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Mediterranean Quarterly 13.1 (2002) 109-113

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Book Review

The Waldheim Affair:
Democracy Subverted

Harold H. Tittmann III: The Waldheim Affair: Democracy Subverted. Dunkirk, New York: Olin Frederick, Inc., 2000. 129 pages. ISBN 0-9672357-4-X. $22.95.

Perusing this succinct lawyer's brief, the old saying in advertising, "one picture is worth ten thousand words," comes to mind, but with a twist: one picture is worth ten thousand lies. In this case it is a photo snapped of Kurt Waldheim, not as the polished diplomat who was secretary-general of the United Nations, but as a lieutenant of the German Wehrmacht standing next to Gruppenfuehrer Artur Phleps, commander of the SS Prinz Eugen Division, on 23 May 1943 at an airfield outside of Podgorica, Montenegro. (The other principal figure in the picture was Italian general Escola Roncaglia, and Waldheim was serving solely as an interpreter.) The photo, emerging from an obscure archive in Vienna more than forty-three years after it was taken, became the principal piece of "evidence," shown again and again around the world, to support Jewish- American--and eventually U.S. government--accusations that Waldheim committed war crimes in the Balkans during World War II and deliberately covered up this part of his otherwise unblemished past.

Harold Tittmann has entered the passionate and still unresolved controversy surrounding Waldheim with a calm examination of the evidence, or better, lack of evidence, to establish that he did not do anything that would qualify as commission of a war crime.

Here it must be noted that for a man who rose to the pinnacle of world diplomacy, Waldheim was at the very least careless in dealing with his past, innocent of criminal acts as it was, especially considering his native Austria's role in Hitler's Third Reich from 1938 to 1945. Until the Waldheim affair began, his various autobiographical writings touched only very lightly on his Balkan days, or not at all. The chronicle compiled by Tittmann, a retired lawyer, was written because the author "began to wonder if an [End Page 109] injustice was being done, since it seemed to me unlikely that a young Wehrmacht staff lieutenant with no command authority could have been involved in the serious crimes of which he was accused."

As Tittmann recounts, Waldheim's wartime career originally became a subject of inquiry in January 1986 by the Social Democratic Party of Austria, which headed the government but whose pallid candidate in the looming presidential election seemed unlikely to win against the conservative Peoples Party's towering Waldheim. Fred Sinowatz, the socialist chancellor, decided that Waldheim should be "painted brown," --cast as a Nazi--to improve the Social Democrats' chances. The initial attempt, disclosing Waldheim's service in the Balkans on the staff of the Wehrmacht's Army Group E in the magazine Profil, fell flat. Austrians who after all had supplied tens of thousands of soldiers for service in the unruly Balkans in both world wars were unimpressed.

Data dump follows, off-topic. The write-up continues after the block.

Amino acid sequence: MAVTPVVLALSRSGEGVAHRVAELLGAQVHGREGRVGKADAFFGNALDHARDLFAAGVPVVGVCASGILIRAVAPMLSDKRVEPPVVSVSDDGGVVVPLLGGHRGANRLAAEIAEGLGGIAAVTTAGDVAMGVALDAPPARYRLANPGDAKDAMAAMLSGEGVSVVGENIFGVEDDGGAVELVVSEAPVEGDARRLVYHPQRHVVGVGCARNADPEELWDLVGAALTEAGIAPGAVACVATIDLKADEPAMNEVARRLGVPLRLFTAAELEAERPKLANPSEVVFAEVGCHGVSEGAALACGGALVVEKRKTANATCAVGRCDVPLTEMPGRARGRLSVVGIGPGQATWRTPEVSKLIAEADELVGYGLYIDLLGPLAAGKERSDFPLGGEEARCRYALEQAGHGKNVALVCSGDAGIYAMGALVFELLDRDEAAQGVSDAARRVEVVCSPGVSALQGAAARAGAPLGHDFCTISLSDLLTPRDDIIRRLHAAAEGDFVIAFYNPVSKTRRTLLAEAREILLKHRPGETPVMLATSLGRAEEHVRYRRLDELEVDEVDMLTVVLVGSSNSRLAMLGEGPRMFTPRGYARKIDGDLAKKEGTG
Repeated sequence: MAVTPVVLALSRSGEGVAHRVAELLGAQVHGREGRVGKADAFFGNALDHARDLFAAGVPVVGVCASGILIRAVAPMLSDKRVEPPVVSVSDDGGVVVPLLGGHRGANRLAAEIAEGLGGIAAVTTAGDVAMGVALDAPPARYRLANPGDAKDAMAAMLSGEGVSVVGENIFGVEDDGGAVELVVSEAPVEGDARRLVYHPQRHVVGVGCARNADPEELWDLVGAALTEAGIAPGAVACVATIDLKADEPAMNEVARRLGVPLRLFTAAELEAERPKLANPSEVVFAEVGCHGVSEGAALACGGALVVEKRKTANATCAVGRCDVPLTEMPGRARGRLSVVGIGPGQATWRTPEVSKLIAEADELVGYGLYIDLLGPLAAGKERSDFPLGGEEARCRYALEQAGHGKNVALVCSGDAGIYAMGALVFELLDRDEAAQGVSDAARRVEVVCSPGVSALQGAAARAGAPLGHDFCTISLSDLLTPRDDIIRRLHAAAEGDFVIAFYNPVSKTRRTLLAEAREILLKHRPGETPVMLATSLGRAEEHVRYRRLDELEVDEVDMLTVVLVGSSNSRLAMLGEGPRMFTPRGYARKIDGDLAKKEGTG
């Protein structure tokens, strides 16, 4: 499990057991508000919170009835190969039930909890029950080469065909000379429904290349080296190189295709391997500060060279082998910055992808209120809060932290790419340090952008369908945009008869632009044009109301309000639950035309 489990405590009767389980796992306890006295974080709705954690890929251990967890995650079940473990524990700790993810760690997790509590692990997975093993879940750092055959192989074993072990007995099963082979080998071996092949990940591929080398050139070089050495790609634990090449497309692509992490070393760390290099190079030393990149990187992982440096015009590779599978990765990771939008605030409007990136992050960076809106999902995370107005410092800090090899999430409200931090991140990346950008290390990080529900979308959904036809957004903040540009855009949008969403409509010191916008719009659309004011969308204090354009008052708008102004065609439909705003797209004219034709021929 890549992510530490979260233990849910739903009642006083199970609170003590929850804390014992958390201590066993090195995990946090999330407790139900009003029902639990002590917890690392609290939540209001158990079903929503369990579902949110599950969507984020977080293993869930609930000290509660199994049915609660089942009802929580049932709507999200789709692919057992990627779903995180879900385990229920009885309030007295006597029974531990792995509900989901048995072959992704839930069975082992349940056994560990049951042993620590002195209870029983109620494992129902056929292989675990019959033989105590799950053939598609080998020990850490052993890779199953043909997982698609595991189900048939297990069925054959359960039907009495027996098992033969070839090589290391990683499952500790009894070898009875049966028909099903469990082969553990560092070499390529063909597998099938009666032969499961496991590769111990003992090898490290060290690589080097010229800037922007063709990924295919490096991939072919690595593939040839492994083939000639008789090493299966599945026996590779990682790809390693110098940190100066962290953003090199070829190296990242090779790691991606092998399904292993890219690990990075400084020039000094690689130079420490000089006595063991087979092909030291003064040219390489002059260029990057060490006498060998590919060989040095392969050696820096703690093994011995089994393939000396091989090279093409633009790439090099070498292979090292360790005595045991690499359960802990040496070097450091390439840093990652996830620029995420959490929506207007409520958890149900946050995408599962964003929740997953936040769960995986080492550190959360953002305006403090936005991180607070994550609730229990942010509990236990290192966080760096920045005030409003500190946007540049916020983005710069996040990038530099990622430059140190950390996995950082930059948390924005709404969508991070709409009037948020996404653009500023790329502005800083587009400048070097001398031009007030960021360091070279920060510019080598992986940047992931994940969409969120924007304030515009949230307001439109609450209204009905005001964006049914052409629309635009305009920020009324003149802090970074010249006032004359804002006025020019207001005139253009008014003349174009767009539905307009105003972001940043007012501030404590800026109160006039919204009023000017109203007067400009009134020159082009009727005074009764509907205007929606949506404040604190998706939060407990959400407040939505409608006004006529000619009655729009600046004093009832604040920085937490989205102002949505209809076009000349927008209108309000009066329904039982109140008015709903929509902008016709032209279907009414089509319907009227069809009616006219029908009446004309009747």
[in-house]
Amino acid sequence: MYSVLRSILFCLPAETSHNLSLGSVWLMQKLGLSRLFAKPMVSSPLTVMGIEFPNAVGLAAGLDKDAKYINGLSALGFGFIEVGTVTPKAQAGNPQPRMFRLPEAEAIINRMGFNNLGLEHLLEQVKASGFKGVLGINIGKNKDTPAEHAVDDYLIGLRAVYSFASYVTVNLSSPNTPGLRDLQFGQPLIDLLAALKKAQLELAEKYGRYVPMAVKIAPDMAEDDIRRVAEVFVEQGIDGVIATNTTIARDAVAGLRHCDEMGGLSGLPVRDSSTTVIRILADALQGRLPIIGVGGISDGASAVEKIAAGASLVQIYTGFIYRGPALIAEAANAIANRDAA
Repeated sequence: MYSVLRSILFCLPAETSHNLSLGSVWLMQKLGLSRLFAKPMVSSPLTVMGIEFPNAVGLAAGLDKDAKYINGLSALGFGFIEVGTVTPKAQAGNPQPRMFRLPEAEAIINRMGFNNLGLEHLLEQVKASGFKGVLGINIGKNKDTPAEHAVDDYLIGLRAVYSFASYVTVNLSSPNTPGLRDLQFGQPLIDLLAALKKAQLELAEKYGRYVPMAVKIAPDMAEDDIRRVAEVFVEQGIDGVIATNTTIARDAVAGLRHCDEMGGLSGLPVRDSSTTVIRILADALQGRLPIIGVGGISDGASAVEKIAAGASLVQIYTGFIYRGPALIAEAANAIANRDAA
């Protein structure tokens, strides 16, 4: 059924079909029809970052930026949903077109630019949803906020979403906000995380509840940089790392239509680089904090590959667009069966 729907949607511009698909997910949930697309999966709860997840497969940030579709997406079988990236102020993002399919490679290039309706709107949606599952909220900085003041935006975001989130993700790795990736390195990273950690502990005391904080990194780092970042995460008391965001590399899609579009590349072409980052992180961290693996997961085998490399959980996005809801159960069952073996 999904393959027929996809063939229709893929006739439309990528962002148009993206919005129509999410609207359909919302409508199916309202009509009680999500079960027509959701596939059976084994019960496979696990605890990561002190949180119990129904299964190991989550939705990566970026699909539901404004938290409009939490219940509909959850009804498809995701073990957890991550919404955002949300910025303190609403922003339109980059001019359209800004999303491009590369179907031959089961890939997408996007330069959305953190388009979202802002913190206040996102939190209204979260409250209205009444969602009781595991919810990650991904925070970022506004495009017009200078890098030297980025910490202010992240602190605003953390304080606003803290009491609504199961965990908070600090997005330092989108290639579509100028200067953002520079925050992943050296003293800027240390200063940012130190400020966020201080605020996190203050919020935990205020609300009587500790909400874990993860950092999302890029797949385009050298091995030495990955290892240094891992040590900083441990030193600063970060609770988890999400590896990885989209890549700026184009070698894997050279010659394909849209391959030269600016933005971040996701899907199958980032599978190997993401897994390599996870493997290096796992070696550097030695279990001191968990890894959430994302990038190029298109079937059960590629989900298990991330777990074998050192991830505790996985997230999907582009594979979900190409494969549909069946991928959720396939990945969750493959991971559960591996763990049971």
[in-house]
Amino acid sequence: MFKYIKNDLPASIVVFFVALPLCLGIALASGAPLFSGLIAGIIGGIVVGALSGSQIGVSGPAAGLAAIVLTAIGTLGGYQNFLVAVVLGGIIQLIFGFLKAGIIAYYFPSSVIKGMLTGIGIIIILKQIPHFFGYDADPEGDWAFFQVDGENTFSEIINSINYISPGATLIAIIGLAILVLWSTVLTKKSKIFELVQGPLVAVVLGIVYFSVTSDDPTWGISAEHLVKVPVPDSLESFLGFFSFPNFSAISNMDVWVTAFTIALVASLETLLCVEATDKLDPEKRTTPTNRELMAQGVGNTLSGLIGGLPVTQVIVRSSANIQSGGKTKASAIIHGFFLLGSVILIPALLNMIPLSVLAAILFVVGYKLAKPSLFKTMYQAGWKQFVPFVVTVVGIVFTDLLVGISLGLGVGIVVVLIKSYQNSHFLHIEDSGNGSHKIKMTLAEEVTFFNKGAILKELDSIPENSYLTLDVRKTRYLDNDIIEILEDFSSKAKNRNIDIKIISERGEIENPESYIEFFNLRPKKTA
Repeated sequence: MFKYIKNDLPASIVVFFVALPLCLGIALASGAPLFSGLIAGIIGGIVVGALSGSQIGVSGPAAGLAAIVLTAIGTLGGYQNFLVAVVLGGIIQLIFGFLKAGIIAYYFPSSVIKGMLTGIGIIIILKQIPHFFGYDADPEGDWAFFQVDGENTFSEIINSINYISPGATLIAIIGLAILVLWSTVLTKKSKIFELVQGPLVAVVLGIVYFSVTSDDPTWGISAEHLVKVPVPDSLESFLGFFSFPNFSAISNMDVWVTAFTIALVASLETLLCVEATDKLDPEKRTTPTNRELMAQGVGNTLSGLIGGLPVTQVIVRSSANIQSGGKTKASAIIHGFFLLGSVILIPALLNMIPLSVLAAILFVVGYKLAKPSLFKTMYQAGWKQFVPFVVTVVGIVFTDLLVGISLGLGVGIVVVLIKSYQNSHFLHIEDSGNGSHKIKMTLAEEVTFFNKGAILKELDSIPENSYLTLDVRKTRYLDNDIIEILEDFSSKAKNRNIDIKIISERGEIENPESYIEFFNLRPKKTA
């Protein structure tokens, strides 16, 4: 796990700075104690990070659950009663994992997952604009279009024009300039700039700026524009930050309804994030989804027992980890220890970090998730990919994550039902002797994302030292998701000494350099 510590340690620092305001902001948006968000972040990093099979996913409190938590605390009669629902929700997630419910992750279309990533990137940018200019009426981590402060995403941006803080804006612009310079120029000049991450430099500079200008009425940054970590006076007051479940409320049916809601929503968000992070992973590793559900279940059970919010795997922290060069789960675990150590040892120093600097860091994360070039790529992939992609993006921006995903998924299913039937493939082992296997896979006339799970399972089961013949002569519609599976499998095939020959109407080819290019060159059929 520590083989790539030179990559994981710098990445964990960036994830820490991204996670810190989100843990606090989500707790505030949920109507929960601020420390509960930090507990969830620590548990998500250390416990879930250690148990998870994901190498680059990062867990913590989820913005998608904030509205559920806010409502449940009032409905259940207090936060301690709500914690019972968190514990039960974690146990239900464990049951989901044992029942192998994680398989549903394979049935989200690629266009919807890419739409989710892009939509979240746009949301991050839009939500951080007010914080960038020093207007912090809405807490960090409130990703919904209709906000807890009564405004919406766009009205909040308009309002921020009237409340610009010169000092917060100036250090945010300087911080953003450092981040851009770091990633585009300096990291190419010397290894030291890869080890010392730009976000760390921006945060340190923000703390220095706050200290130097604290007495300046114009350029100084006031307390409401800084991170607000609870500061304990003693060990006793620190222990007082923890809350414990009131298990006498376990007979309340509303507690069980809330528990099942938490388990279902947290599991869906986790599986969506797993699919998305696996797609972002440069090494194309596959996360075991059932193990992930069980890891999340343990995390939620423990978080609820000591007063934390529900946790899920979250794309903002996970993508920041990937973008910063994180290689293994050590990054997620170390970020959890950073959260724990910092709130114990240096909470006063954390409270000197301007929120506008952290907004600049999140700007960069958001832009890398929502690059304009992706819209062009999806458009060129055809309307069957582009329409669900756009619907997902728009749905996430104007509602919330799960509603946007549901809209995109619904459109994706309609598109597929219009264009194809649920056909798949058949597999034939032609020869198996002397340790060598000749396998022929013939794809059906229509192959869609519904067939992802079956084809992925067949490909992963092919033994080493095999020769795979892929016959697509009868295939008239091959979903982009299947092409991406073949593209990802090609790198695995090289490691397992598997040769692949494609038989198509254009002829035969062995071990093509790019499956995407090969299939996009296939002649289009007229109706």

So the socialists enlisted a sure-fire ally, the small but influential World Jewish Congress (WJC) based in New York and chaired by Edgar Bronfman Sr. Within days, the WJC dispatched Eli Rosenbaum, its general counsel, to Vienna to meet a "secret informant" (according to Rosenbaum, this "informant" acknowledged ties to the Social Democratic Party) who provided documents alluding to Waldheim's Balkans service and possible Nazi associations as a student. Most important, the informant provided the Podgorica photograph, which electrified the WJC emissary.

Back in New York, the WJC launched a campaign against Waldheim that was, with ups and downs, to last eight years. Within a month, the WJC persuaded the New York Times to publish a front-page story implying that Waldheim had been involved in war crimes. The paper followed up with an interview in which the presidential candidate readily answered the reporter's questions, to the surprise and disappointment of the WJC. The article, headlined "Files Show Kurt Waldheim Served under War Criminal," was accompanied by the Podgorica photo. (Gruppenfuehrer Phleps, incidentally, was killed before he could be branded a war criminal...


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